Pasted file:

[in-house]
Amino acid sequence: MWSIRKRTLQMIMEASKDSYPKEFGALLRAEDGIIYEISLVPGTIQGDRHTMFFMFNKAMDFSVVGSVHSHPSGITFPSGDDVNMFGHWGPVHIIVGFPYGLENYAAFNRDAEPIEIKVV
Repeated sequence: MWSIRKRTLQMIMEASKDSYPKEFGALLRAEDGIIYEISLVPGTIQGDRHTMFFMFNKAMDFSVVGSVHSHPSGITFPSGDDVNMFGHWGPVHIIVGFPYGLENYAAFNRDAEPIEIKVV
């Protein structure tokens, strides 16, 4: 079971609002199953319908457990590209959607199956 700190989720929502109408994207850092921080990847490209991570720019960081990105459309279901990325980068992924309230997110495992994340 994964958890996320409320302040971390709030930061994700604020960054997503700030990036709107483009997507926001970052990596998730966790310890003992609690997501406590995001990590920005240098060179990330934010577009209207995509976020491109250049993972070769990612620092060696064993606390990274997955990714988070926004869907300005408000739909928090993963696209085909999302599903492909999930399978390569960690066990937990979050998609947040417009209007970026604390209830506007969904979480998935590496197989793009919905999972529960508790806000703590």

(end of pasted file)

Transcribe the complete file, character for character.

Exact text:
[in-house]
Amino acid sequence: MWSIRKRTLQMIMEASKDSYPKEFGALLRAEDGIIYEISLVPGTIQGDRHTMFFMFNKAMDFSVVGSVHSHPSGITFPSGDDVNMFGHWGPVHIIVGFPYGLENYAAFNRDAEPIEIKVV
Repeated sequence: MWSIRKRTLQMIMEASKDSYPKEFGALLRAEDGIIYEISLVPGTIQGDRHTMFFMFNKAMDFSVVGSVHSHPSGITFPSGDDVNMFGHWGPVHIIVGFPYGLENYAAFNRDAEPIEIKVV
């Protein structure tokens, strides 16, 4: 079971609002199953319908457990590209959607199956 700190989720929502109408994207850092921080990847490209991570720019960081990105459309279901990325980068992924309230997110495992994340 994964958890996320409320302040971390709030930061994700604020960054997503700030990036709107483009997507926001970052990596998730966790310890003992609690997501406590995001990590920005240098060179990330934010577009209207995509976020491109250049993972070769990612620092060696064993606390990274997955990714988070926004869907300005408000739909928090993963696209085909999302599903492909999930399978390569960690066990937990979050998609947040417009209007970026604390209830506007969904979480998935590496197989793009919905999972529960508790806000703590």